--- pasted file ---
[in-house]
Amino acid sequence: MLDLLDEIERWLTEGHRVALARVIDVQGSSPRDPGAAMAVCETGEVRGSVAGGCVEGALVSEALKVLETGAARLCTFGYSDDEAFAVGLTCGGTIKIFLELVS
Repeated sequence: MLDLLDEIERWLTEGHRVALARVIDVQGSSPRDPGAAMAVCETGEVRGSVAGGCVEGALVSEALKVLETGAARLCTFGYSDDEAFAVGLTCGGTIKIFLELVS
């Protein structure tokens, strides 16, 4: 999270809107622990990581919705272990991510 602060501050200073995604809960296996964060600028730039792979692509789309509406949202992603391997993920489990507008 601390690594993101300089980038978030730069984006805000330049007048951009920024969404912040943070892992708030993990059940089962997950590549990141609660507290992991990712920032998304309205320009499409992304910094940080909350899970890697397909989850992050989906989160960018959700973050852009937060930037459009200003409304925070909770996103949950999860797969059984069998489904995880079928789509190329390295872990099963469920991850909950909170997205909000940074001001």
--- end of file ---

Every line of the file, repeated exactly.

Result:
[in-house]
Amino acid sequence: MLDLLDEIERWLTEGHRVALARVIDVQGSSPRDPGAAMAVCETGEVRGSVAGGCVEGALVSEALKVLETGAARLCTFGYSDDEAFAVGLTCGGTIKIFLELVS
Repeated sequence: MLDLLDEIERWLTEGHRVALARVIDVQGSSPRDPGAAMAVCETGEVRGSVAGGCVEGALVSEALKVLETGAARLCTFGYSDDEAFAVGLTCGGTIKIFLELVS
């Protein structure tokens, strides 16, 4: 999270809107622990990581919705272990991510 602060501050200073995604809960296996964060600028730039792979692509789309509406949202992603391997993920489990507008 601390690594993101300089980038978030730069984006805000330049007048951009920024969404912040943070892992708030993990059940089962997950590549990141609660507290992991990712920032998304309205320009499409992304910094940080909350899970890697397909989850992050989906989160960018959700973050852009937060930037459009200003409304925070909770996103949950999860797969059984069998489904995880079928789509190329390295872990099963469920991850909950909170997205909000940074001001």